China eases foreign exchange controls


By the Associated Press
via Yahoo News
Tuesday, August 14, 2007;_...

BEIJING -- China has scrapped rules that required local companies to convert a portion of their foreign earnings into Chinese currency, the government said Tuesday, in a move that could ease pressure on Beijing's foreign exchange system.

Companies now will be allowed to decide on their own how to use money earned abroad, the State Administration of Foreign Exchange said on its Web site.

Previous rules requiring companies to convert at least 20 percent of foreign earnings into Chinese yuan boosted demand for the currency, increasing pressure for it to rise against the U.S. dollar and other foreign currencies.

The latest change could help to slow the growth of China's $1.3 trillion foreign reserves accumulated by the central bank as it tries to curb pressure for prices to rise by draining money from the economy through bond sales.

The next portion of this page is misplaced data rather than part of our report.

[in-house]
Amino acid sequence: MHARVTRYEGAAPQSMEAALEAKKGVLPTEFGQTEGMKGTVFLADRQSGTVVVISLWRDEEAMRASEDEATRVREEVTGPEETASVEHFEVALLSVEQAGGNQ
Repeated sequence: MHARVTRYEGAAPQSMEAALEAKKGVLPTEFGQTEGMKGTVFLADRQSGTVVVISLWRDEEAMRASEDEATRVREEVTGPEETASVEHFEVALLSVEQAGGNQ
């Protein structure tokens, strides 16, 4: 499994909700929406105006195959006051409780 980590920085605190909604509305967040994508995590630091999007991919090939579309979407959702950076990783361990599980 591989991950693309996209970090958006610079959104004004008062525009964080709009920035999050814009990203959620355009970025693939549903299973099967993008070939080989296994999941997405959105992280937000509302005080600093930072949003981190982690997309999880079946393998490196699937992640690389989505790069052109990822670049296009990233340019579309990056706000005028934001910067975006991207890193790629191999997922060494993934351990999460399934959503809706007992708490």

"This policy revision is an important reform in foreign exchange management," the agency said on its Web site. "The implementation of the new policy will improve the autonomy and convenience of domestic companies, strengthen companies' capital management, and improve the international balance of payments."

The forced repatriation of foreign earnings by Chinese companies increased the flood of money pouring into the economy from export revenues and foreign investment.

China's current account balance, the broadest measure of its foreign income, rose 48 percent last year to $238.5 billion.

Until 2002, Chinese companies were required to bring home all the money they made abroad and obtain government permission to make new foreign investments. Beginning in 2002, companies were allowed to keep 20 percent of foreign revenues. That was raised to 50 percent in 2004 and 80 percent the following year.

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